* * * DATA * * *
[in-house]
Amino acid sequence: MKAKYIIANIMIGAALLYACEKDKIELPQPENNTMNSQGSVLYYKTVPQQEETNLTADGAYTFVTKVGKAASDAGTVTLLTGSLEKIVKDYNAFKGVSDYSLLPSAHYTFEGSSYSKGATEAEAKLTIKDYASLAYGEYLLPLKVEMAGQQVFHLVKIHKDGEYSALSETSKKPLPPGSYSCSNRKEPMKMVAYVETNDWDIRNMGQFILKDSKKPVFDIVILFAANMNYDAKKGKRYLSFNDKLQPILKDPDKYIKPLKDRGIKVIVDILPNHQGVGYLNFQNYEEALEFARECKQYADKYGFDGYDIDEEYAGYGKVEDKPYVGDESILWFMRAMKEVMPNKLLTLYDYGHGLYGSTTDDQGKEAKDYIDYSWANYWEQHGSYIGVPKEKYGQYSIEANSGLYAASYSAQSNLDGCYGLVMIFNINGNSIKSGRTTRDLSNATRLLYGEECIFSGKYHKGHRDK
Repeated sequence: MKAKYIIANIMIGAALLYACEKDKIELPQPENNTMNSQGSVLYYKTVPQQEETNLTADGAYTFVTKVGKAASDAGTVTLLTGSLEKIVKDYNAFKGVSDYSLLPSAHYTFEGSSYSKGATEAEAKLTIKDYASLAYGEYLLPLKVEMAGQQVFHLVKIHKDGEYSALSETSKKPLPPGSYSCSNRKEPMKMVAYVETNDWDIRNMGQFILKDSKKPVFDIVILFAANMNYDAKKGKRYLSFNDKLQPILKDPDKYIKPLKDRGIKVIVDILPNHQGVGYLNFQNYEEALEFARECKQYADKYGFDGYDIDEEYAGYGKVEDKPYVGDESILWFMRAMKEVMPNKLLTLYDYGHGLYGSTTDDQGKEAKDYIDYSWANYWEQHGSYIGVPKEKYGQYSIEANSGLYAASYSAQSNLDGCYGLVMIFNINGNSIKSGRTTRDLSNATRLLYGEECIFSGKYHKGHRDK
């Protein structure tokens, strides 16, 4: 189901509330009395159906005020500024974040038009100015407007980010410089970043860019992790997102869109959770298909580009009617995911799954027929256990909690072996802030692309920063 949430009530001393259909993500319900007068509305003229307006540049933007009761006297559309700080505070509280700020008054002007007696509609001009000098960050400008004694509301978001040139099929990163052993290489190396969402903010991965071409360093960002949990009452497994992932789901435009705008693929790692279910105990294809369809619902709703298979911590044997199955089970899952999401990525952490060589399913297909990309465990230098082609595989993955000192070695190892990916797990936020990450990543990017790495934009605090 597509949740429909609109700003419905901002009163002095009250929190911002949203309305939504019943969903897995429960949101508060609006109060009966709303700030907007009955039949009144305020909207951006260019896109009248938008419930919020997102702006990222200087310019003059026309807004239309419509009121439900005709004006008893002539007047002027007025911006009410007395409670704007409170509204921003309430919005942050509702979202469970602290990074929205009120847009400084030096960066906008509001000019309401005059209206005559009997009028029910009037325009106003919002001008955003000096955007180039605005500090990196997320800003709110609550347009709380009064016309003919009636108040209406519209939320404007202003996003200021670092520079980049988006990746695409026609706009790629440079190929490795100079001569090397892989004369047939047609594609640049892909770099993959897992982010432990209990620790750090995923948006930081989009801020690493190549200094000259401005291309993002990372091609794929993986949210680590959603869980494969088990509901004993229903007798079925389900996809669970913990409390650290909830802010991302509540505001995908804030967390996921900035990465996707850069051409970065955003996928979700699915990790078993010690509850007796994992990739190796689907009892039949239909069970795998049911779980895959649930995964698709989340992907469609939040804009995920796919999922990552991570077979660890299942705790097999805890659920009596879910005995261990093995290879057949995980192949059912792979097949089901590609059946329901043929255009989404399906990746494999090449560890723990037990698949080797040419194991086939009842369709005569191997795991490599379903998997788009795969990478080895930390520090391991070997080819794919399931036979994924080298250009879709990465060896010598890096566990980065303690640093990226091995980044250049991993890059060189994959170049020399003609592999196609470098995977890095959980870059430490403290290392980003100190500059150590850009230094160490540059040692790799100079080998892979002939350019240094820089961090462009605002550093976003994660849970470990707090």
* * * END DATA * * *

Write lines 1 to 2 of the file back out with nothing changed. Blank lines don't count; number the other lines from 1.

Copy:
[in-house]
Amino acid sequence: MKAKYIIANIMIGAALLYACEKDKIELPQPENNTMNSQGSVLYYKTVPQQEETNLTADGAYTFVTKVGKAASDAGTVTLLTGSLEKIVKDYNAFKGVSDYSLLPSAHYTFEGSSYSKGATEAEAKLTIKDYASLAYGEYLLPLKVEMAGQQVFHLVKIHKDGEYSALSETSKKPLPPGSYSCSNRKEPMKMVAYVETNDWDIRNMGQFILKDSKKPVFDIVILFAANMNYDAKKGKRYLSFNDKLQPILKDPDKYIKPLKDRGIKVIVDILPNHQGVGYLNFQNYEEALEFARECKQYADKYGFDGYDIDEEYAGYGKVEDKPYVGDESILWFMRAMKEVMPNKLLTLYDYGHGLYGSTTDDQGKEAKDYIDYSWANYWEQHGSYIGVPKEKYGQYSIEANSGLYAASYSAQSNLDGCYGLVMIFNINGNSIKSGRTTRDLSNATRLLYGEECIFSGKYHKGHRDK